Lifetime Educational Commitment: Ensure that scholarships are available for life. If a student-athlete leaves a university for a professional career before graduating, whether the career materializes, and regardless of its length, the scholarship will be honored after his or her playing days are complete.
Medical Insurance: Provide improved, consistent medical insurance for student-athletes.

The Big Ten has also agreed to address additional student-athlete welfare issues including, but not limited to, health and safety, time demands and comprehensive academic support by way of a “Resolution” that creates a specific pathway and timeline for implementation.

The Big Ten Conference is an association of 14 world-class universities committed to the pursuit and attainment of athletic and academic excellence. Big Ten institutions feature broad-based athletic programs which provide nearly $200 million in direct financial aid to almost 9,500 student-athletes on 350 teams in 42 different sports.

We look forward to working with the ACC, Big 12, Pac-12 and SEC through the NCAA autonomy governance structure toward adoption and implementation of these proposals.

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All signs pointing to Blake Sims starting for ‘Bama vs. Ole Miss

Florida Atlantc v Alabama

While acknowledging early last week that he was “a little bruised” and “sore,” Blake Sims was very emphatic that he would be “very fine” and available for a key SEC West matchup coming off a bye week.

As it turns out, the Alabama quarterback knew exactly what he was talking about.  Probably.

Sims suffered an injury to his right (throwing) shoulder in the third quarter of the Sept. 20 win over Florida,  but did return to the game after missing a series to put a bow on a record-setting performance.  In the days leading up to the bye weekend, Sims was very limited in practice as the team looked to get him healthy.

Head coach Nick Saban said Monday that Sims returned to throwing a football very late last week.  Now, with the Ole Miss game just three days away, all of the signs are pointing to Sims being under center when the Tide takes the field against the Rebels.

Blake has done really well in practice,” Saban said on the SEC head coaches teleconference Wednesday. “He hasn’t had any issues this week so far in terms of being able to throw the ball. We’re really pleased with the way he’s progressed. He’s been able to take all the reps he’s prescribed to take. We’re pleased with that.”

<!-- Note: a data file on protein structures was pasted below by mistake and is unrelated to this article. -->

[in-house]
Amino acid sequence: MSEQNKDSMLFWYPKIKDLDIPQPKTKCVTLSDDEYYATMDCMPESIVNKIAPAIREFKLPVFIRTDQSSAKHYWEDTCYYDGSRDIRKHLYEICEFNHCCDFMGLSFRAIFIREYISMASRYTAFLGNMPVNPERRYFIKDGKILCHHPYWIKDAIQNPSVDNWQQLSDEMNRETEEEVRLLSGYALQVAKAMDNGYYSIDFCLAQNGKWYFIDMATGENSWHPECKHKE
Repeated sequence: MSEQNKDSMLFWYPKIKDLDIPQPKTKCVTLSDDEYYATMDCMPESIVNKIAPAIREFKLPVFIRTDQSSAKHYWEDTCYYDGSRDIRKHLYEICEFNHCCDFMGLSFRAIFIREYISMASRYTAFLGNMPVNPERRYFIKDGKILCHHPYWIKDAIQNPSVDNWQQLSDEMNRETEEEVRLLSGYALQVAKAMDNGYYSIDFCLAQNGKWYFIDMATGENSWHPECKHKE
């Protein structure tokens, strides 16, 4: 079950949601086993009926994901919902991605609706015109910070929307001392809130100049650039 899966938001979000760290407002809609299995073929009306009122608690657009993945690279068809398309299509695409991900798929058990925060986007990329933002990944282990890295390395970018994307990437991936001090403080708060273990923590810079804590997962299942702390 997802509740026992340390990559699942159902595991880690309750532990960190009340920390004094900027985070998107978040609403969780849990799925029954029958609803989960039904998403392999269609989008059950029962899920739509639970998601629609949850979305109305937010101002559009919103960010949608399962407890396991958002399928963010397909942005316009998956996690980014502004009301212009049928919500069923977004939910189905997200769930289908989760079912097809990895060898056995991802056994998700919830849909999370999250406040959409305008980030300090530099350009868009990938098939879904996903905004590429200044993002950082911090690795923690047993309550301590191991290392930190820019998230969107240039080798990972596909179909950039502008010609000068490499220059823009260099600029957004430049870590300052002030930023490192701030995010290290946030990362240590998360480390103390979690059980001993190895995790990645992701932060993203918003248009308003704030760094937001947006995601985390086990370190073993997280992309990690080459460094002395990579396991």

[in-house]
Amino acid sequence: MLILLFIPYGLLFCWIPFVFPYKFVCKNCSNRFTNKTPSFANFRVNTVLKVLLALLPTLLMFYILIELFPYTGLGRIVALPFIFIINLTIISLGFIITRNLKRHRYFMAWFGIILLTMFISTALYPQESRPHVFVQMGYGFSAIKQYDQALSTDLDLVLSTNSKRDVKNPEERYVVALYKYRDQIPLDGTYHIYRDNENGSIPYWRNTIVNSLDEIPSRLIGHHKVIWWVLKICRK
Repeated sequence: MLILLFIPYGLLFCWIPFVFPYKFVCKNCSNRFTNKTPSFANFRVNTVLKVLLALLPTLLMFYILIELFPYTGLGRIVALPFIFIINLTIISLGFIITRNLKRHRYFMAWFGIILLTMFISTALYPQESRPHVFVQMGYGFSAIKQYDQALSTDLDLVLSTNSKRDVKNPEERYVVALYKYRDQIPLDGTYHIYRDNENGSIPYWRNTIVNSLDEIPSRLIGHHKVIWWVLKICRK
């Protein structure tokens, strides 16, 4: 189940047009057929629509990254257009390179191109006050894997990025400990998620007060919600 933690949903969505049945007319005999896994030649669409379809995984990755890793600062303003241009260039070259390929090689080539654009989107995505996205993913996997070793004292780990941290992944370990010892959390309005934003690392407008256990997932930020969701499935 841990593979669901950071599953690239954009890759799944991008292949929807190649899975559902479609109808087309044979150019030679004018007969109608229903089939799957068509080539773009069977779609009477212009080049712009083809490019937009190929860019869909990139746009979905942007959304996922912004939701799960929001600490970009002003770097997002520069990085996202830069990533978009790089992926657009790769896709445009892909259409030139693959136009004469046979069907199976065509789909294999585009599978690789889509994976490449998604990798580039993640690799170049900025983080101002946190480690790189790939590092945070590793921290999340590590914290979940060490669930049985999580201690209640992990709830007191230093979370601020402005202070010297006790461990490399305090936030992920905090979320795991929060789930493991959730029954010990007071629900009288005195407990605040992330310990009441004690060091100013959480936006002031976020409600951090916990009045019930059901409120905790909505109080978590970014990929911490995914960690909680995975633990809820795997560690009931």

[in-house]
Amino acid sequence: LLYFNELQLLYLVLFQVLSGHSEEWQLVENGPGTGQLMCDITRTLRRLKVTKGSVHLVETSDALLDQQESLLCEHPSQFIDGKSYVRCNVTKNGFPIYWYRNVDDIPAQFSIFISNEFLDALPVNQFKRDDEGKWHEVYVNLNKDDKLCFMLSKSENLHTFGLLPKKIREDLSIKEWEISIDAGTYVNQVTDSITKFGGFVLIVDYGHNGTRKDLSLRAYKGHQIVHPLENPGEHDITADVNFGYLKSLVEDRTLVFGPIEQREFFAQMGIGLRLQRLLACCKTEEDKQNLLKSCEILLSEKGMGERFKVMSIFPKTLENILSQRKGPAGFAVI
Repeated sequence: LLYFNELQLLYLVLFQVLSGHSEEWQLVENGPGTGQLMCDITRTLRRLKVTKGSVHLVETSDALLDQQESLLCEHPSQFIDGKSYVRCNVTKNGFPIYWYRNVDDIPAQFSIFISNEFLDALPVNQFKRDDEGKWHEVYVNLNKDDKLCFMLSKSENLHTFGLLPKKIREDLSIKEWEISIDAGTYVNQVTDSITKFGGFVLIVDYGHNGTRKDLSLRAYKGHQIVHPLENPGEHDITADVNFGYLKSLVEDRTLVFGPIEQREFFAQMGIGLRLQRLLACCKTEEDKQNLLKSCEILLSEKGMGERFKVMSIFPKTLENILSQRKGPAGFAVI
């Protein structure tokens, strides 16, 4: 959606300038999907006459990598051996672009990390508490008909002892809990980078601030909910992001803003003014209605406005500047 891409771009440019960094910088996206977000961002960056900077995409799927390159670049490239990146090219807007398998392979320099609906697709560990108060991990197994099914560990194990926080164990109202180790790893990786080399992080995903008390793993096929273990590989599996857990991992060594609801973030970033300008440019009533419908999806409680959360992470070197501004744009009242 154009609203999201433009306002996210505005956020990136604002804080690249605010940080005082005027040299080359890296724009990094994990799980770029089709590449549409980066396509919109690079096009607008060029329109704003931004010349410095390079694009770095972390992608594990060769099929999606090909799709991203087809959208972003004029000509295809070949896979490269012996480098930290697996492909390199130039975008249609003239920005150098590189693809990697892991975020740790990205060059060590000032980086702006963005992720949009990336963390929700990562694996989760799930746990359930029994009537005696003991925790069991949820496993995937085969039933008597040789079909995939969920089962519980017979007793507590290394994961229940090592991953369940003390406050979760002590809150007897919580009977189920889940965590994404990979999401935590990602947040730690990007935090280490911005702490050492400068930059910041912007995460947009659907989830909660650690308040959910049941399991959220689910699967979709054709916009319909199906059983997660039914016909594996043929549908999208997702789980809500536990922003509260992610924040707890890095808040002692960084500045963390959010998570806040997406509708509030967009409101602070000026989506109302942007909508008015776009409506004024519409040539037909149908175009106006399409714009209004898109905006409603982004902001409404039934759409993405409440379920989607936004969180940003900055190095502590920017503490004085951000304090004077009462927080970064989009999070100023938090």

Should Sims suffer a setback, Florida State transfer Jacob Coker would make his first career ‘Bama start. That, though, doesn’t appear likely.

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Colorado State shuts down starting TE/H-back for rest of season

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In early September, Jim McElwain labeled Kivon Cartwright‘s availability as week-to-week because of injury. Unfortunately for the starting tight end/H-back, the prognosis is no longer nearly as optimistic.

Following Tuesday’s practice, the head coach revealed that Cartwright will be forced to undergo additional surgery on his injured ankle. The procedure will cost Cartwright the remainder of the 2014 season.

Cartwright has been dealing with the ankle issue since the offseason.

“We’re going to go ahead and actually go back in and re-tighten up that screw, because it didn’t heal properly,” McElwain said. “For his best interests on that, it just never healed right. So we’re going to go back in and fix it so everything’s right for the rest of his life.”

Cartwright played in the opener against Colorado — one catch, 22 yards — but hasn’t played since. Last season, he was fourth on the team in receptions (27) and receiving yards (462). His six receiving touchdowns tied for the team lead.

Because this is the second season he’s missed because of injury — he didn’t play as a true freshman — Cartwright could seek a sixth season of eligibility from the NCAA. McElwain said that’s something that will be addressed after the 2014 season is complete.